Rob Fountain/Associated Press
Yesterday I stopped and pulled my old copy of Woodswoman from my bookshelf. Looking at it, I recalled years ago (1986?), driving back to all-girls’ camp in Vermont, after several nights hiking and camping in the White Mountains. In the van we were chatting away about the woods when I mentioned my interest in building a log cabin in Alaska and living in the wilderness. One of my counselors said, “You don’t have to move to Alaska, you can do it right in the Adirondacks!” and she suggested I read a book called “Woodswoman”, about a woman who had done just that.
After we arrived back at camp, unpacked gear and showered, I made my way to the mailboxes. There was a package slip in my tiny slot, and upon opening the envelope, I discovered a copy of “Woodswoman.” Coincidentally, my parents had been on a trip to the Adirondacks while I was off hiking, purchased an autographed copy of the book, and sent it to me. I devoured it, and read it again. I read her other books (again autographed copies, again purchased by my parents on return trips to the Adirondacks). I dreamed of my own woodswoman adventures.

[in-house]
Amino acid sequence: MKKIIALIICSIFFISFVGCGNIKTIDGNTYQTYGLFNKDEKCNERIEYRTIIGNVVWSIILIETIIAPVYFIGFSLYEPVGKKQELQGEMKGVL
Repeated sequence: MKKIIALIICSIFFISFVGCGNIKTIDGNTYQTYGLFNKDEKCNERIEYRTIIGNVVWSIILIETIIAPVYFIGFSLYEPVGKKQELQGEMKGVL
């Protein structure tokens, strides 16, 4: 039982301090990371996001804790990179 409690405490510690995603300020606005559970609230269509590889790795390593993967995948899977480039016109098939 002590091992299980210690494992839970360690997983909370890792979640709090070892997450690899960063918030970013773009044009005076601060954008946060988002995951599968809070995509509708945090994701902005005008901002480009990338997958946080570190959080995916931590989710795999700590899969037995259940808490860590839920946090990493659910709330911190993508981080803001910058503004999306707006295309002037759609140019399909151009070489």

Then a very long time passed and I forgot about being a woodswoman.
So yesterday I curled up in bed and began to read it again. About twenty pages in, I thought, “What’s Anne LaBastille up to now?” A quick search on my phone and I learned she died barely six months ago at the age of 75. I am still in shock, so sad, so surprised. How could I have missed hearing about this?
For silly and foolish reasons, I’m not in the woods skiing this weekend. My consolation, as January Manhattan drips in 59° drizzle, is to read “Woodswoman.” There is something magical about this book. It finds me when I need it most.